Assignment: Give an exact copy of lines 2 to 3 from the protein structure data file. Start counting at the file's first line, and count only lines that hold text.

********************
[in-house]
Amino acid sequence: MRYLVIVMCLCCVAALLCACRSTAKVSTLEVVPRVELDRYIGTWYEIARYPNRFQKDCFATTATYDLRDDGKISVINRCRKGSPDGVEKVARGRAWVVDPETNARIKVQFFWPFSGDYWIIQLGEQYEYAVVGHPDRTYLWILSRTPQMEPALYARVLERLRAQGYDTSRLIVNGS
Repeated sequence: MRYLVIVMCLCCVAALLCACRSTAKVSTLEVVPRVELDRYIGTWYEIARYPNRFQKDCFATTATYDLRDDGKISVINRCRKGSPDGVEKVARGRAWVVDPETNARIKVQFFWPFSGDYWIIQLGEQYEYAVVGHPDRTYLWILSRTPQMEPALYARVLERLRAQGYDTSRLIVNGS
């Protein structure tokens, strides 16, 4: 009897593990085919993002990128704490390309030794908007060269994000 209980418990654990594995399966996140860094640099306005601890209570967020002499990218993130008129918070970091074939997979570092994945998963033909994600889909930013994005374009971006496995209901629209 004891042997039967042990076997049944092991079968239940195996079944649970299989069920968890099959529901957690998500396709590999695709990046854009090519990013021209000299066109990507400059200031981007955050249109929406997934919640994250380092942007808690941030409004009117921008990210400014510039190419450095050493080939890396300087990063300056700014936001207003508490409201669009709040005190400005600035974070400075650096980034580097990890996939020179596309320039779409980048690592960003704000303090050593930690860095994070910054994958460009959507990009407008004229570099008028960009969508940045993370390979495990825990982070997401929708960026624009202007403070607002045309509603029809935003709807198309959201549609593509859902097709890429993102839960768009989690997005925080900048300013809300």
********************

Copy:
Amino acid sequence: MRYLVIVMCLCCVAALLCACRSTAKVSTLEVVPRVELDRYIGTWYEIARYPNRFQKDCFATTATYDLRDDGKISVINRCRKGSPDGVEKVARGRAWVVDPETNARIKVQFFWPFSGDYWIIQLGEQYEYAVVGHPDRTYLWILSRTPQMEPALYARVLERLRAQGYDTSRLIVNGS
Repeated sequence: MRYLVIVMCLCCVAALLCACRSTAKVSTLEVVPRVELDRYIGTWYEIARYPNRFQKDCFATTATYDLRDDGKISVINRCRKGSPDGVEKVARGRAWVVDPETNARIKVQFFWPFSGDYWIIQLGEQYEYAVVGHPDRTYLWILSRTPQMEPALYARVLERLRAQGYDTSRLIVNGS